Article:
Construction at Cleveland-Cliffs’ $700-million hot-briquetted iron (HBI) plant in Toledo, Ohio, is under way and ahead of schedule, the company’s top executive said on Wednesday June 27.
Cliffs expects to use the plant - slated to enter commercial production in July 2020 - to knock out the foreign raw materials that electric-arc furnace producers in the United States rely on today, according to chairman, president and chief executive officer Lourenco Goncalves.
“Imported pig iron, your days are numbered. Imported DRI [direct-reduced iron], your days are numbered,” he told American Metal Market on the sidelines of the Steel Success Strategies XXXIII conference in New York. He was a keynote speaker at the event, which is co-sponsored by American Metal Market and World Steel Dynamics Inc.
Cliffs’ Toledo HBI plant will have the capacity to produce 1.6 million tonnes per year. It will be fed with 2.4 million tpy of direct-reduced (DR)-grade pellets from Cliffs’ North Shore mining operations in Minnesota, Goncalves said, noting that the company has invested $90 million to upgrade the mine to make DR-grade pellets - the feedstock necessary to make scrap alternatives such as DRI and HBI.
Goncalves estimates the HBI market in the Midwest is approximately 3.5 million tonnes, and told American Metal Market that the company has the space and infrastructure to build a second HBI plant in Toledo should it choose to do so.
The Toledo site - near the mouth of the Maumee River on Lake Erie - has enough sewer, gas and power capacity to accommodate two plants. But a decision on whether to expand won’t be made until the first HBI unit is complete, he noted.
“Imagine that you built a 4,000-square foot house on a 20,000-square foot lot. Does this mean that you are going to double the size of the house to 8,000-square feet? No!” Goncalves asked, adding that Cliffs won’t necessarily build a second unit in Toledo; the company will also consider other sites in the Midwest.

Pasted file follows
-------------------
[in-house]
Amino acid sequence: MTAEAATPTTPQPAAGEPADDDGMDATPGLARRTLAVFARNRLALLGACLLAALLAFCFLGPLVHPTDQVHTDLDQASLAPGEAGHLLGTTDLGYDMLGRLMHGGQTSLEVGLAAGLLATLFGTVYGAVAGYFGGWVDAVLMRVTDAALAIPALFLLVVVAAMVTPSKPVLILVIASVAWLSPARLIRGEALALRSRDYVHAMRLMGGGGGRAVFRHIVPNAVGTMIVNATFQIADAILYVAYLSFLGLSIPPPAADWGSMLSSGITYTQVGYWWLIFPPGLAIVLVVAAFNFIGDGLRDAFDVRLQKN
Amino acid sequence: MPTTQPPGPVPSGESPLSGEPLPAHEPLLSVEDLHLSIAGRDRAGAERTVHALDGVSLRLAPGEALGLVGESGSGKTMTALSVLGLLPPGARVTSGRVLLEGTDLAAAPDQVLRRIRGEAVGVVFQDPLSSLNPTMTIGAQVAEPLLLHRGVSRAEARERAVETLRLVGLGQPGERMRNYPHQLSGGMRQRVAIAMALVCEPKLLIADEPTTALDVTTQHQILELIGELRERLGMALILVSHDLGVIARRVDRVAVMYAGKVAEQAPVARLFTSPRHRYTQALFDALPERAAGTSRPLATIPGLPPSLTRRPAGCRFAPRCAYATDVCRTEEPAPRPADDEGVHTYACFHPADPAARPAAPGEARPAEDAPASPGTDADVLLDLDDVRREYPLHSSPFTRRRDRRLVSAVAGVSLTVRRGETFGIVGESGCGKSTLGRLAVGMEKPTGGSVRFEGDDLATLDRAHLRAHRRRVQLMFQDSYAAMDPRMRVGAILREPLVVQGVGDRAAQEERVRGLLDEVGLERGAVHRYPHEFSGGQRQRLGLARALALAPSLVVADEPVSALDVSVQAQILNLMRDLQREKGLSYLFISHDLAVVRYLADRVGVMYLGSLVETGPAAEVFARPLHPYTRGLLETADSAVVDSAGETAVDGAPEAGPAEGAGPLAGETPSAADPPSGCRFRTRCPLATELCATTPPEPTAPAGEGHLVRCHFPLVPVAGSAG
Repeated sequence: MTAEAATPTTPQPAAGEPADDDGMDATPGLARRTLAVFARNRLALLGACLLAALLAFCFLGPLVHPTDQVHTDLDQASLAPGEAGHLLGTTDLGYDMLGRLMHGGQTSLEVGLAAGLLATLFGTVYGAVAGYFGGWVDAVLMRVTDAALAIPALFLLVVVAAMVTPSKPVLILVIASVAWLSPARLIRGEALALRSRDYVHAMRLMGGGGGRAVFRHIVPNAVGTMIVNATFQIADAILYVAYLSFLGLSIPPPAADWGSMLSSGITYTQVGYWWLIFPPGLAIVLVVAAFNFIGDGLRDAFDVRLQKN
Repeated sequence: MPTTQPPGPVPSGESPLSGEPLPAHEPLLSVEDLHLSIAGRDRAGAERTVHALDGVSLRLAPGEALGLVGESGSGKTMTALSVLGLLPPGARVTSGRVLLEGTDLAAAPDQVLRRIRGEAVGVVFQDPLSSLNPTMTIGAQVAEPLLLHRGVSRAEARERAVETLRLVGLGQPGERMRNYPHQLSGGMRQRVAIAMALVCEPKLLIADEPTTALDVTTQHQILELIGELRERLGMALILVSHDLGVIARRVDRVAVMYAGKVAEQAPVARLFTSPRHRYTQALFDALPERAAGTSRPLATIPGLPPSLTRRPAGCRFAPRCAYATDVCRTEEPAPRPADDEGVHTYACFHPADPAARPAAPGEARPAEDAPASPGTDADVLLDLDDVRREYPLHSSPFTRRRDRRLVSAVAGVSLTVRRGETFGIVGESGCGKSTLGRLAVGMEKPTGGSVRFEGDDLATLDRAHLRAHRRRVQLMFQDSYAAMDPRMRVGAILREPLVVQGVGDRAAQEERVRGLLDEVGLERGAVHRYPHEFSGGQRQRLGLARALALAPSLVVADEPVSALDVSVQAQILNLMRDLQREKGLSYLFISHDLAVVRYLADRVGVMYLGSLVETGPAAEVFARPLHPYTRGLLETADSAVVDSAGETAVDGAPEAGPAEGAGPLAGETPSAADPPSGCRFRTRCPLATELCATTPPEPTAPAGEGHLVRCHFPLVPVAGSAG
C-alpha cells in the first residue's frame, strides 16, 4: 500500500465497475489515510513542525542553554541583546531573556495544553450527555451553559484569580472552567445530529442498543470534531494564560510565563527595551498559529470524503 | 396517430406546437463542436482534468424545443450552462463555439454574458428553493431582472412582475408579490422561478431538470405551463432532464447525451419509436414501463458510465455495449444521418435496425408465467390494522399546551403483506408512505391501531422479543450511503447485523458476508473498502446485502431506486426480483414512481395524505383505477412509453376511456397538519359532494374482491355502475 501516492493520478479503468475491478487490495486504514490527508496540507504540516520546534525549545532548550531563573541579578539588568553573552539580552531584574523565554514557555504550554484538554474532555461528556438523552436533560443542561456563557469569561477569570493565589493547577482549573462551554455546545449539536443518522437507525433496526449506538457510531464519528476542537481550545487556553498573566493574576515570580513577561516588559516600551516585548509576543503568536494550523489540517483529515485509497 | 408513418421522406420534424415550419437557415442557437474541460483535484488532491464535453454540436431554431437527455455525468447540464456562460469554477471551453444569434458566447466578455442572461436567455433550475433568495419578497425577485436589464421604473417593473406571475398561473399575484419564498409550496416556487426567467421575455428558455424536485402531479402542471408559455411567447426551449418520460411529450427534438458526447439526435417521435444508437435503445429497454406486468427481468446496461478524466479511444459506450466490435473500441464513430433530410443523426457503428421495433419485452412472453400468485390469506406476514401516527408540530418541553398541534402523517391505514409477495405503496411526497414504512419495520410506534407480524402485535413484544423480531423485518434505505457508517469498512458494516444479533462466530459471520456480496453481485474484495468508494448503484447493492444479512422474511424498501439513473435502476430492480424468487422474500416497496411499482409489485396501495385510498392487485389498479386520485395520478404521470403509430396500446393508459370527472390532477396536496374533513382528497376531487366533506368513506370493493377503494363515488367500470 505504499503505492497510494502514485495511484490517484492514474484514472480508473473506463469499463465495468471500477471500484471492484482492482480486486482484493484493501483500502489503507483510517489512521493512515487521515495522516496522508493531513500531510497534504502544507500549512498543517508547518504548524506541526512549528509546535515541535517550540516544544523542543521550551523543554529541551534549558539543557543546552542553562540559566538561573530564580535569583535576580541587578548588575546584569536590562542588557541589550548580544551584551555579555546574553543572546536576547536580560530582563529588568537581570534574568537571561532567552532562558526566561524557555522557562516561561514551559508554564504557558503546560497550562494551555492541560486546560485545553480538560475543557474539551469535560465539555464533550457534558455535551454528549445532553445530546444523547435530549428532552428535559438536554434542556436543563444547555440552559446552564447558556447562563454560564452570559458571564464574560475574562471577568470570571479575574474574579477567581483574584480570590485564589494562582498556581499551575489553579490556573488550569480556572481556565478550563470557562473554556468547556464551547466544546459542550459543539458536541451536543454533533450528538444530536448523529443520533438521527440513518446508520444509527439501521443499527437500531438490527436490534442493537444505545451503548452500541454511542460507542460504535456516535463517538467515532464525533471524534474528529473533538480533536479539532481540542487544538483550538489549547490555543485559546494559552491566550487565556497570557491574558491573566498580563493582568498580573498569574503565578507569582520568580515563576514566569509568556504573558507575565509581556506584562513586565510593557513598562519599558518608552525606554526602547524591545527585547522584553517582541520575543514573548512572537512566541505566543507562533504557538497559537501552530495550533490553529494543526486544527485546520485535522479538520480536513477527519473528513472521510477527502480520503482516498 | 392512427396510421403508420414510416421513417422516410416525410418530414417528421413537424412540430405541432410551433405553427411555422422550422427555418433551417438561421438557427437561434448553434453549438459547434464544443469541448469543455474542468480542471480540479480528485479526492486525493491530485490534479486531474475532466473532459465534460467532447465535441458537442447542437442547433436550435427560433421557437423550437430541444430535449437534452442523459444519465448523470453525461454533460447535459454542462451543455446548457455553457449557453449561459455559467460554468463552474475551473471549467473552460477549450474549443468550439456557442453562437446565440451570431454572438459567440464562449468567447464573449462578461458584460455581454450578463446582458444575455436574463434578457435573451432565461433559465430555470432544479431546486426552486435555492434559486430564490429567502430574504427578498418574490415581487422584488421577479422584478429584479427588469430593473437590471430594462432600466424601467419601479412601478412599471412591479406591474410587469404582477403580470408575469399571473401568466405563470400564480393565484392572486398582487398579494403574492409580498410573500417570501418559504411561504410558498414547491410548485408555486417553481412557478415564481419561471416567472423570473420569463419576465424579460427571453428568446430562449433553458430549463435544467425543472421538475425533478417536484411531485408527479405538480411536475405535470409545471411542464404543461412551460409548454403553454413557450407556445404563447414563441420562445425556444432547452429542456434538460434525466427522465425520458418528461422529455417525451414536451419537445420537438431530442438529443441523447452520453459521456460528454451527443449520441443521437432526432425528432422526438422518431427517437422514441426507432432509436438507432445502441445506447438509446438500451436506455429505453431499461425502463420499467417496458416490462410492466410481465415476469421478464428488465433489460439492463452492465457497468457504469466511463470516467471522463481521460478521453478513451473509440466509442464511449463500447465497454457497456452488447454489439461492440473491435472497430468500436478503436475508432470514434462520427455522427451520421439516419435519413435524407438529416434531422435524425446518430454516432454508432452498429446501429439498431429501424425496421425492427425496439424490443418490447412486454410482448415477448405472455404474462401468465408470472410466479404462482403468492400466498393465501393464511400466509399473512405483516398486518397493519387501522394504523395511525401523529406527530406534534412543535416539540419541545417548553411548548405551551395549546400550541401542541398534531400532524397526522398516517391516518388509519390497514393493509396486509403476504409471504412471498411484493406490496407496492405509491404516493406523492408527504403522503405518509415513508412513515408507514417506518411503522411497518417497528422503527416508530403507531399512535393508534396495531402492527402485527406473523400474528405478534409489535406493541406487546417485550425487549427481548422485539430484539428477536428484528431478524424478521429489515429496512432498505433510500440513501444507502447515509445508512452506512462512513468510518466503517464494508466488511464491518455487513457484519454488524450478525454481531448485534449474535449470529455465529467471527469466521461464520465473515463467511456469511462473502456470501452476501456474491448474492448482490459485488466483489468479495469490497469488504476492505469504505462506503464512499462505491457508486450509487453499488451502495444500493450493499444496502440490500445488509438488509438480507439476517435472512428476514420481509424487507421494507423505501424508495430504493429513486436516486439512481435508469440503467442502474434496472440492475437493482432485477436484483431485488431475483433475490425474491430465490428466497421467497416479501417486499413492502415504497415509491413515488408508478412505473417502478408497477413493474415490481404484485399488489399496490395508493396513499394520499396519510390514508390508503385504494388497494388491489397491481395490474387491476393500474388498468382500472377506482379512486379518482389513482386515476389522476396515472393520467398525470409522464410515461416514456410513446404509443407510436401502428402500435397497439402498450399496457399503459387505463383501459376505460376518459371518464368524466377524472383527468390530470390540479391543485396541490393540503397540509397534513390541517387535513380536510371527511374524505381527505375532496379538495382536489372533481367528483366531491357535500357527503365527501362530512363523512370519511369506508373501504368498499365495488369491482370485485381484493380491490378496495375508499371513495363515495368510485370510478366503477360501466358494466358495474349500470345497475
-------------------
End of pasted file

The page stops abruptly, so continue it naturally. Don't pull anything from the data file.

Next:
One thing Cliffs won’t do is export DRI, given the high logistics costs associated with moving material across the Great Lakes and onto ocean-going vessels. The company also doesn’t expect to compete with Nucor’s DRI plants in Louisiana and Trinidad, which Goncalves said are in a better position to serve Nucor’s southern mills.
“Nucor is too big. So the Midwest is totally open. I assume that we are going to have Nucor in the Midwest as a client,” he said.
The Midwest market is, in any case, large enough that the Toledo project will remain viable even if Nucor is not a customer - although Goncalves noted that Cliffs already supplies DR-grade pellets to Nucor’s DRI plant in Trinidad.
Cliffs started out as a “marginal” supplier to the Trinidad plant, which is now “addicted” to Cliffs’ DR-grade pellets compared with those of other suppliers. “I knew that would happen. I never told [Nucor CEO] John [Ferriola] that,” he joked.
Nucor did not respond to American Metal Market's request on June 27 for confirmation of Cliffs' status as a supplier to the Trinidad facility.
One thing that should appeal to US mini-mill steelmakers, the target market for Cliffs' HBI plant, is that it will make product with a carbon content of 0.5-3%. Most of the company's output have a roughly 3% carbon content, a figure comparable to the 4% carbon content of pig iron exported from Russia or Ukraine, Goncalves said.
Imported pig iron is widely used by US mini-mill steelmakers that need more virgin iron units to make value-added products, such as special bar quality steels and advanced high-strength steels for the automotive sector.
That 4% carbon content should make the transition to US-made HBI from imported pig iron smooth for domestic mini-mills, Goncalves said. Also helping will be that Cliffs will be able to sell domestic mills a customized product versus the commercial-quality material they currently buy in bulk from abroad that is not always tailored to their needs.
Cliffs is targeting mini-mills because they now account for 68% of US steel production, up from 45% in 2000 and 37% in 1990. “The trend is our friend,” he said.
“No one has built a blast furnace in the US since the mid-'70s. And I personally don’t believe we will ever see a blast furnace built in the United States ever again,” Goncalves said, noting that it is already a struggle for integrated mills to decide whether to reline an old furnace when it comes to the end of its life.